CAIRO (Reuters) - Police in Cairo fired tear gas on Wednesday at hundreds of stone-throwing Egyptian youths after a night of clashes that injured more than 1,000 people, the worst violence in the capital in several weeks.
Nearly five months since a popular uprising toppled long-serving authoritarian leader Hosni Mubarak, Egypt’s military rulers are struggling to keep order while a restless public is still impatient for reform.
The latest clashes began after families of people killed in the uprising that ousted Mubarak held an event in a Cairo suburb late on Tuesday in their honor.
Other bereaved relatives arrived to complain that names of their own dead were not mentioned at the ceremony. Fighting broke and moved toward the capital’s central Tahrir Square and the Interior Ministry, according to officials.
The Health Ministry said 1,036 people were injured, among them at least 40 policemen.
The ruling military council said in a statement on its Facebook page that the latest events “had no justification other than to shake Egypt’s safety and security in an organised plan that exploits the blood of the revolution’s martyrs and to sow division between the people and the security apparatus.”
Prime Minister Essam Sharaf told state TV he was monitoring developments and awaiting a full report on the clashes.
A security source quoted by the state news agency MENA said 40 people were arrested, including one U.S. and one British citizen, and were being questioned by military prosecutors.
Some said those involved were bent on battling police rather than protesting. To others, the violence seemed motivated by politics.
“The people are angry that the court cases against top officials keep getting delayed,” said Ahmed Abdel Hamid, 26, a bakery employee who was at the scene overnight, referring to senior political figures from the discredited Mubarak era.
By early afternoon, eight ambulances were in Tahrir, epicenter of the revolt that toppled Mubarak on February 11, and the police had left the square. Dozens of adolescent boys, shirts tied around their heads, blocked traffic from entering Tahrir, using stones and scrap metal.
Some drove mopeds in circles around the square making skids and angering bystanders. “Thugs, thugs... The square is controlled by thugs,” an old man chanted.
“I am here today because I heard about the violent treatment by the police of the protesters last night,” said Magdy Ibrahim, 28, an accountant at Egypt’s Banque du Caire.
The clashes unnerved Egypt’s financial market, with equity traders blaming the violence for a 2 percent fall in the benchmark EGX30 index, its biggest drop since June 2.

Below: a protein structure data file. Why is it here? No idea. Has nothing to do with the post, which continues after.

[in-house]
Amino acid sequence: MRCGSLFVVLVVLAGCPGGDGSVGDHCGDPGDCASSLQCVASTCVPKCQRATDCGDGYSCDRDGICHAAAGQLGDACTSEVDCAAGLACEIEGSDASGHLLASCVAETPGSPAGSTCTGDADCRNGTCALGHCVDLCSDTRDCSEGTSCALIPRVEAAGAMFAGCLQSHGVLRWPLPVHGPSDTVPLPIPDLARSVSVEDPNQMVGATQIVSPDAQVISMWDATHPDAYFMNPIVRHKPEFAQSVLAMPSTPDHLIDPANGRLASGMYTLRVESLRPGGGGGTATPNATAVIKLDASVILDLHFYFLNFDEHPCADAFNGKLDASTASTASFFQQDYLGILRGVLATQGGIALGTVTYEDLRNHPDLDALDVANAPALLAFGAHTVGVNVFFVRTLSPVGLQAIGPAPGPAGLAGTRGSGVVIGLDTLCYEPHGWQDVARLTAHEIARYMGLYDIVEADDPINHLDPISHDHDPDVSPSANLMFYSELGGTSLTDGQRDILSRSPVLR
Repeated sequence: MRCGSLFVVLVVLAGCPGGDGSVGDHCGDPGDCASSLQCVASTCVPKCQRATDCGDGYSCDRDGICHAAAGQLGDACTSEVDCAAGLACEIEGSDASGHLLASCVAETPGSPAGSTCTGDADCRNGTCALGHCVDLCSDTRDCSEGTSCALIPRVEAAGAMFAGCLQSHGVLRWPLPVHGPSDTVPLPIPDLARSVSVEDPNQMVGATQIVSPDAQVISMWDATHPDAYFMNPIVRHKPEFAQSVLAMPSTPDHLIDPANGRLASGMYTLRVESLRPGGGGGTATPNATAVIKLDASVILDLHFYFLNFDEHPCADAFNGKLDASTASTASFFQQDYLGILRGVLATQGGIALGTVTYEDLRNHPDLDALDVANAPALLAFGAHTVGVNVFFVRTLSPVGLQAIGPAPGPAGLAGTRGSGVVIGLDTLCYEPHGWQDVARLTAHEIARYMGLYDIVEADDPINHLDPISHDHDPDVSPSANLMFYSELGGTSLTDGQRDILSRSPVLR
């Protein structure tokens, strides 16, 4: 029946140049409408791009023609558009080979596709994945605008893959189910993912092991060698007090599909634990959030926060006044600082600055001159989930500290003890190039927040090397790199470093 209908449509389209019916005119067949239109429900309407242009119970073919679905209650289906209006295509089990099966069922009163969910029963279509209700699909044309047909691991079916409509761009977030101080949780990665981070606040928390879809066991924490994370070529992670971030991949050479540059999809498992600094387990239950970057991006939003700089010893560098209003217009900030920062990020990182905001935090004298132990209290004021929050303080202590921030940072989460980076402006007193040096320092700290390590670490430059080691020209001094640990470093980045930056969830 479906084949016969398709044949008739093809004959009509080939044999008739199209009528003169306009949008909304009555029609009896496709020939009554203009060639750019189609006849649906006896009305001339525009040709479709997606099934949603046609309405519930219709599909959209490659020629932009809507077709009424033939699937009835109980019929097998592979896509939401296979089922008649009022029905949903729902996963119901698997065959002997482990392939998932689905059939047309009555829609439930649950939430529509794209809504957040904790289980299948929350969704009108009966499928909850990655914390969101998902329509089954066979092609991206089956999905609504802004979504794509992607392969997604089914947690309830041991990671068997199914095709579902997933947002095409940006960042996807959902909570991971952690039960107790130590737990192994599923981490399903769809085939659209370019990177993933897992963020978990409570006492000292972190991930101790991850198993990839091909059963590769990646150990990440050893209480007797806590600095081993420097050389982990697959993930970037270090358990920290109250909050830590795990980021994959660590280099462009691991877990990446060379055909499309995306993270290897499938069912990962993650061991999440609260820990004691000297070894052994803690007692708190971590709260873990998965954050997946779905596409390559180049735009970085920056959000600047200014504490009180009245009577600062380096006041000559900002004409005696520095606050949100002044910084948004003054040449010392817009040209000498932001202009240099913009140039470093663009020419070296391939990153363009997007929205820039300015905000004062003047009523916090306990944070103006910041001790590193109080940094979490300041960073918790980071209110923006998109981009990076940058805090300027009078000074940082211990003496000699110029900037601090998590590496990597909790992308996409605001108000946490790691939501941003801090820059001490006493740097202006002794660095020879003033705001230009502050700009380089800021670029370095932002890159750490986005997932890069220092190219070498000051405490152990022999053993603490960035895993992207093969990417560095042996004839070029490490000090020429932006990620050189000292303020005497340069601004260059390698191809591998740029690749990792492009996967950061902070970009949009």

First-aid workers treated people mostly for inhaling tear gas in overnight violence. A Reuters correspondent saw several people with minor wounds, including some with head cuts.
Mohsen Mourad, the deputy interior minister for Cairo, said the security forces did not enter Tahrir overnight and dealt only with 150-200 people who tried to break into the Interior Ministry and threw stones, damaging cars and police vehicles.
The Muslim Brotherhood’s political party warned Egyptians that remnants of Mubarak’s rule could exploit violence to their ends. Presidential candidate Mohamed ElBaradei called on the ruling military council to quickly clarify the facts surrounding the violence and to take measures to halt it.
U.S. Undersecretary of State William Burns, visiting Cairo, said he hoped an investigation into the clashes would be “fair and thorough.”
Young men lit car tyres in the street near the ministry on Wednesday, sending black plumes of smoke into the air.
“There is lack of information about what happened and the details are not clear. But the certain thing is that Egyptians are in a state of tension and the reason behind this is that officials are taking time to put Mubarak and officials on trial,” said political analyst Hassan Nafaa.
Sporadic clashes, some of them between Muslims and the Christian minority, have posed a challenge to a government trying to restore order after many police deserted the streets during the uprising against Mubarak. In early May, 12 people were killed and 52 wounded in sectarian clashes and the burning of a church in Cairo’s Imbaba neighborhood.
A hospital in central Cairo’s Munira neighborhood received two civilians and 41 policemen with wounds, bruises and tear gas inhalation, MENA said. All were discharged except one civilian with a bullet wound and a policeman with concussion, it said.
Former interior minister Habib al-Adli has been sentenced to jail for corruption but he and other officials are still being tried on charges related to killing protesters. Police vehicles were stoned by protesters at Sunday’s hearing.
The former president, now hospitalized, has also been charged with the killing of protesters and could face the death penalty. Mubarak’s trial starts on August 3.
Additional reporting by Dina Zayed and Sherine El Madany; Writing by Edmund Blair and Tom Pfeiffer; Editing by Peter Graff